Michelangelo Antonioni’s 1966 film Blow-Up features a wayward London fashion photographer called Thomas who unwittingly documents a murder. Hidden in the blurred background of one of his most recent photographs is a detail so obscured by shadows and foliage that, at first, Thomas does not even see it. Only after he repeatedly blows up the image, zooming in over and over again on this otherwise minor feature, is the disturbing truth revealed: a terrible crime has been committed and this photograph has made Thomas an unexpected witness. The most important thing in the photo had been concealed in the background all along.
It was revealed earlier this month that declassified U.S. spy satellite photographs taken above the Antarctic have inadvertently also documented how that continent has been affected by climate change. In this case, deep in the archives of national intelligence agencies are satellite photos half a century old in which scientifically useful data has been hiding in plain sight. These now-outdated spy photographs have thus found an unexpected second life as important tools of planetary science—and, like Thomas’s photo in Blow-Up, their background details have proved at least as, if not far more, valuable than their original purpose.
A group of researchers, led by Shujie Wang at the University of Cincinnati, explained that classified photographs taken by the CIA’s ARGON satellite platform in the early 1960s have, upon reevaluation, added decades’ worth of visual evidence through which glaciologists can track the melting of Antarctica’s ice sheets. Building on earlier analyses of these same satellite photos performed by teams at other institutions, Wang’s group demonstrated that the images have pushed back the start date for large-scale Antarctic melting by at least three decades. In other words, these seemingly featureless expanses of ice captured merely as an incidental detail during Cold War surveillance missions now offer significant new insights into how Earth’s polar regions are responding to climate change.
While Wang’s work focuses specifically on precursor evidence for the 2002 collapse of the Larsen B ice shelf, the larger takeaway of her team’s approach is that it can be remarkably easy to overlook unusual data sets simply because of their original context. How can you find something if you don’t even know you’re supposed to be looking for it? As this work shows, however, a satellite photograph taken for reasons of international espionage is technically identical to a satellite photo taken for reasons of glaciology. In a very real sense, the only difference comes from what a viewer chooses to focus on.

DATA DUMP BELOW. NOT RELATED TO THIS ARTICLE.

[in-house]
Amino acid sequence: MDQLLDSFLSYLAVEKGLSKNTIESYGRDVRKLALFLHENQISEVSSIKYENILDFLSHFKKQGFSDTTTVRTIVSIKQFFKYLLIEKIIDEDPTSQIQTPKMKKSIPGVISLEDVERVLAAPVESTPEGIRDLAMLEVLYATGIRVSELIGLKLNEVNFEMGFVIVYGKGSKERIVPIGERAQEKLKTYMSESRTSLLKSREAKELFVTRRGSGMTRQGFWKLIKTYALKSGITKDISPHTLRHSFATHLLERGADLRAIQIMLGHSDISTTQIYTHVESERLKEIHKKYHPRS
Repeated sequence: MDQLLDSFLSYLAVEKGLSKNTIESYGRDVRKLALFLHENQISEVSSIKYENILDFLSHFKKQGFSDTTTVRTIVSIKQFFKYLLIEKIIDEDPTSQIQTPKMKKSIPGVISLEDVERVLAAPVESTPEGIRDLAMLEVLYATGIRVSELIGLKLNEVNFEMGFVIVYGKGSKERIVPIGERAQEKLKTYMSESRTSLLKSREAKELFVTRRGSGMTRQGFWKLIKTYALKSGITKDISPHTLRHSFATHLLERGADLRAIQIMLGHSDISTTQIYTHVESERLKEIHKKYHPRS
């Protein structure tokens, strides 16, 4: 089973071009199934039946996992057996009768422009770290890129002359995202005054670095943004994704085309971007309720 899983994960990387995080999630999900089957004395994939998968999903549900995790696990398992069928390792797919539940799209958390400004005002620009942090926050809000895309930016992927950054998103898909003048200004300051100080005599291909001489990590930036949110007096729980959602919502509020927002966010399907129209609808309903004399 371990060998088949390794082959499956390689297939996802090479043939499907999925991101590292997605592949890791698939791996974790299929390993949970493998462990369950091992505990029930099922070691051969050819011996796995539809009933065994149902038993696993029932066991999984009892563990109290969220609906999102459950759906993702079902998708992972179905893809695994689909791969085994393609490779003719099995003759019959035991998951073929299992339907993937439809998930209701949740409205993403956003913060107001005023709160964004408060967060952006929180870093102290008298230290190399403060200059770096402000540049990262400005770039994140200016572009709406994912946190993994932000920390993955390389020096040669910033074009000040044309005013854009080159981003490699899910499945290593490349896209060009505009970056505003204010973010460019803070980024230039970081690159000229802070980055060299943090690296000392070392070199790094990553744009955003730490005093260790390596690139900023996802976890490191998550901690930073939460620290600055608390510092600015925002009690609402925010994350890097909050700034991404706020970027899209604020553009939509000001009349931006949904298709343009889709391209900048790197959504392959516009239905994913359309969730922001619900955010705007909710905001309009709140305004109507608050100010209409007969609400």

Archaeologist Jesse Casana describes arriving at this realization in his own field by using the metaphor of turning swords into ploughshares—that is, transforming what is essentially a weapon of the Cold War into a tool of civilian research. Casana spoke to me about the CORONA satellite program, in particular. The CORONA photographs are the earliest available spy satellite images, taken for roughly a decade beginning in the late 1950s. When they were declassified by the Clinton Administration in 1995, nearly 900,000 previously top secret satellite images became available for public research with the stroke of a pen.
Archaeologists were amongst the first to pounce.
Casana described the CORONA imagery with undisguised enthusiasm. “CORONA is an amazing tool for archaeological discovery, in general,” he said—but the engineering feats that made the photographs possible in the first place are equally awe-inspiring. The satellites’ camera systems, for example, relied on special, high-definition film developed in secret by Kodak. An exposed roll of this ultra-sensitive film would then need to be physically recovered from its satellite in order to be processed. This meant that individual film canisters would be jettisoned from orbit; as the film fell back to Earth, a tiny parachute would pop open, usually somewhere over the Pacific, and the canister would then drift back down through the atmosphere. A U.S. military airplane armed with a skyhook would then grab the film during descent and bring it back to the ground for processing. These complex aerial acrobatics are almost laughably archaic by today’s standards, but they also reveal how much effort the U.S. exerted in keeping tabs on Soviet arms buildups and on the internal activities of other nation-states.
As Casana pointed out, the declassification order came after heavy lobbying from Robert McCormick Adams, an archaeologist and, at the time, Secretary of the Smithsonian Institution. Adams knew the historical value of these photographs, but he also knew that, in the 1990s, with the Soviet Union no longer in existence, they no longer played any real strategic role for U.S. intelligence. Best of all, Casana pointed out, the CORONA photos also captured landscapes throughout the Middle East in a primarily pre-industrial state, before surface ruins or subsurface remnants had been permanently destroyed by 20th-century urbanization, agriculture, or even acts of war. “The old satellite imagery from the 1960s or earlier often preserves a picture of these sites and features that, in many cases, no longer exist today,” Casana told me. The photographs, in other words, are often the only physical record archaeologists now possess.